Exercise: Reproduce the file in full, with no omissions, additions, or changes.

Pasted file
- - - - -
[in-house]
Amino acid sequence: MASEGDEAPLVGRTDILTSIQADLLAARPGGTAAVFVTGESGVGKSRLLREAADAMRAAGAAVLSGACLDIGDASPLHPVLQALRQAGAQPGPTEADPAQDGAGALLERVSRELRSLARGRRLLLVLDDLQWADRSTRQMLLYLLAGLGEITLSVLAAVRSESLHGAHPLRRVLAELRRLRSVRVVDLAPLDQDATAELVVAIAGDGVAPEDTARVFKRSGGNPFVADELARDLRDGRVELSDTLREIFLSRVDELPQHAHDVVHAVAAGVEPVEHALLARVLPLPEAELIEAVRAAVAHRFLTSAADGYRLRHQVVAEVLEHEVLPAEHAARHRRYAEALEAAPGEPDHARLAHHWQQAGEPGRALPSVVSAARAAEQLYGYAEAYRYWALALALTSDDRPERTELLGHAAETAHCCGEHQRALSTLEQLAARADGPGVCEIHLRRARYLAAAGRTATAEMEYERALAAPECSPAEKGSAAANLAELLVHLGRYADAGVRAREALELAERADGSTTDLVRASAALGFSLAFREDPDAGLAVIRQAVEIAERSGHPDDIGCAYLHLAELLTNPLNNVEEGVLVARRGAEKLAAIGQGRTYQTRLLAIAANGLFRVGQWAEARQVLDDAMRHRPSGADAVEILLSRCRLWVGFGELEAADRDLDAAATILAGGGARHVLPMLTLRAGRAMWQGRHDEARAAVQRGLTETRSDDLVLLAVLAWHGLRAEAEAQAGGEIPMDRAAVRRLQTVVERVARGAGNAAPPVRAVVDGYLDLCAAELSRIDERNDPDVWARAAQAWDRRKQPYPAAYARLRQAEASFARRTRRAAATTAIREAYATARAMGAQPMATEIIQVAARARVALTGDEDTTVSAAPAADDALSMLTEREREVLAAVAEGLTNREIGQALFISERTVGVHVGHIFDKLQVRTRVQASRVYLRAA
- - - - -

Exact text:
[in-house]
Amino acid sequence: MASEGDEAPLVGRTDILTSIQADLLAARPGGTAAVFVTGESGVGKSRLLREAADAMRAAGAAVLSGACLDIGDASPLHPVLQALRQAGAQPGPTEADPAQDGAGALLERVSRELRSLARGRRLLLVLDDLQWADRSTRQMLLYLLAGLGEITLSVLAAVRSESLHGAHPLRRVLAELRRLRSVRVVDLAPLDQDATAELVVAIAGDGVAPEDTARVFKRSGGNPFVADELARDLRDGRVELSDTLREIFLSRVDELPQHAHDVVHAVAAGVEPVEHALLARVLPLPEAELIEAVRAAVAHRFLTSAADGYRLRHQVVAEVLEHEVLPAEHAARHRRYAEALEAAPGEPDHARLAHHWQQAGEPGRALPSVVSAARAAEQLYGYAEAYRYWALALALTSDDRPERTELLGHAAETAHCCGEHQRALSTLEQLAARADGPGVCEIHLRRARYLAAAGRTATAEMEYERALAAPECSPAEKGSAAANLAELLVHLGRYADAGVRAREALELAERADGSTTDLVRASAALGFSLAFREDPDAGLAVIRQAVEIAERSGHPDDIGCAYLHLAELLTNPLNNVEEGVLVARRGAEKLAAIGQGRTYQTRLLAIAANGLFRVGQWAEARQVLDDAMRHRPSGADAVEILLSRCRLWVGFGELEAADRDLDAAATILAGGGARHVLPMLTLRAGRAMWQGRHDEARAAVQRGLTETRSDDLVLLAVLAWHGLRAEAEAQAGGEIPMDRAAVRRLQTVVERVARGAGNAAPPVRAVVDGYLDLCAAELSRIDERNDPDVWARAAQAWDRRKQPYPAAYARLRQAEASFARRTRRAAATTAIREAYATARAMGAQPMATEIIQVAARARVALTGDEDTTVSAAPAADDALSMLTEREREVLAAVAEGLTNREIGQALFISERTVGVHVGHIFDKLQVRTRVQASRVYLRAA